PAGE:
We started a light school schedule last week, and I've already discovered a few helpful tools to make the year go smoother, especially on those days that are more defined by the word perspiration than preparation.
If your family is anything like ours, there are some who love to write and are always developing another imaginative story, and some who have just as active imaginations, but would rather act them out with their army men and Legos than write them down on paper.
I've been looking for a way to draw some of those army men types into the art of creative writing for a while now. And frankly, some days, I myself could use some help in that area after all the years of "mommy brain", and everything else that seems to suck the creative juices right out of me.
I saw these story cubes at Target a long time ago, and thought about trying them out, but never quite got around to it.
After that, I decided to get our own set and give it a try with the kids.It worked out really well, and we all had a blast telling outlandish, wacky stories. Even my lego-loving "army man" got involved.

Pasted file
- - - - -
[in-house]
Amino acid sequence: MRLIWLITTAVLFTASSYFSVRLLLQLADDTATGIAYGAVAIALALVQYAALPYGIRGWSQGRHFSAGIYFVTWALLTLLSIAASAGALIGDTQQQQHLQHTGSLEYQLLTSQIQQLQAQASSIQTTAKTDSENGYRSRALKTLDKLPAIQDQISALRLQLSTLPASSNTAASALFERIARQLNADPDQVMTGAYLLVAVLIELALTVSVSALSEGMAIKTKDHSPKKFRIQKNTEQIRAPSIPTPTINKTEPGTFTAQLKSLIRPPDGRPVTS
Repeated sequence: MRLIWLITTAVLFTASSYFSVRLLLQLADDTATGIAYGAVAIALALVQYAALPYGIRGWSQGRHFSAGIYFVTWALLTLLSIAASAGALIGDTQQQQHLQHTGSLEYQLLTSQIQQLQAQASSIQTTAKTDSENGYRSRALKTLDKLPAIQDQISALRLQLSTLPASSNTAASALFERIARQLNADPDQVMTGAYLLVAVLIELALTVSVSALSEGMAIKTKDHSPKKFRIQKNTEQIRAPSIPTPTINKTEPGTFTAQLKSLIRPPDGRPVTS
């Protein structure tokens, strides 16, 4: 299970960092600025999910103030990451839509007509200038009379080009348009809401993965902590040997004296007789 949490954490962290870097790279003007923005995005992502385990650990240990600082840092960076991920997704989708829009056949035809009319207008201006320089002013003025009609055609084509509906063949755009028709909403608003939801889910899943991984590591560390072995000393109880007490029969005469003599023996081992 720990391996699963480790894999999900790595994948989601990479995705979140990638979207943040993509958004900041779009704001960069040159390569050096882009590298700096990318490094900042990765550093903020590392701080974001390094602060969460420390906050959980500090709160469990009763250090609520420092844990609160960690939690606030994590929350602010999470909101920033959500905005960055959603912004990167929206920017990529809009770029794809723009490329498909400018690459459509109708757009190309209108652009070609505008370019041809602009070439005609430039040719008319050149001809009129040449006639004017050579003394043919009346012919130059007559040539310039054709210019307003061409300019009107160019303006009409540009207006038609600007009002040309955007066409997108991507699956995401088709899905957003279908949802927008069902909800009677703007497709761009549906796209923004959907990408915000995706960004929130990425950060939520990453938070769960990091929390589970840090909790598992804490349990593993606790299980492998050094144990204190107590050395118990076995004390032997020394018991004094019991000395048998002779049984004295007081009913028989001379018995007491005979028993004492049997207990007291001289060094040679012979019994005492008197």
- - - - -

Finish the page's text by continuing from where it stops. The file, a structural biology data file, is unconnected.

It was also good to see how each child thinks differently. My older kids used the cubes more metaphorically, while the younger ones really enjoyed telling a literal version of their story. Some spoke in the third person while some used the first person, so we were also able to discuss styles and tools of storytelling.
After a few warm-up rounds, we decided to end with illustrating a scene from their last story, before writing them down in a composition book. That way, the process of writing the story out was a way of recording the scenes from their imagination. Here are some samples of their illustrations.
The story cubes are a great way to get kids thinking creatively. If your'e rolling the dice at a table, the storytelling easily flows into writing and illustrating. So, keep the art supplies and composition books close by!
We will definitely be using these handy writing prompts again this year. I already have kids asking to use them again, including "army man". Do you have other creative writing tools that you use in your homeschool? If so, I would love to hear about them!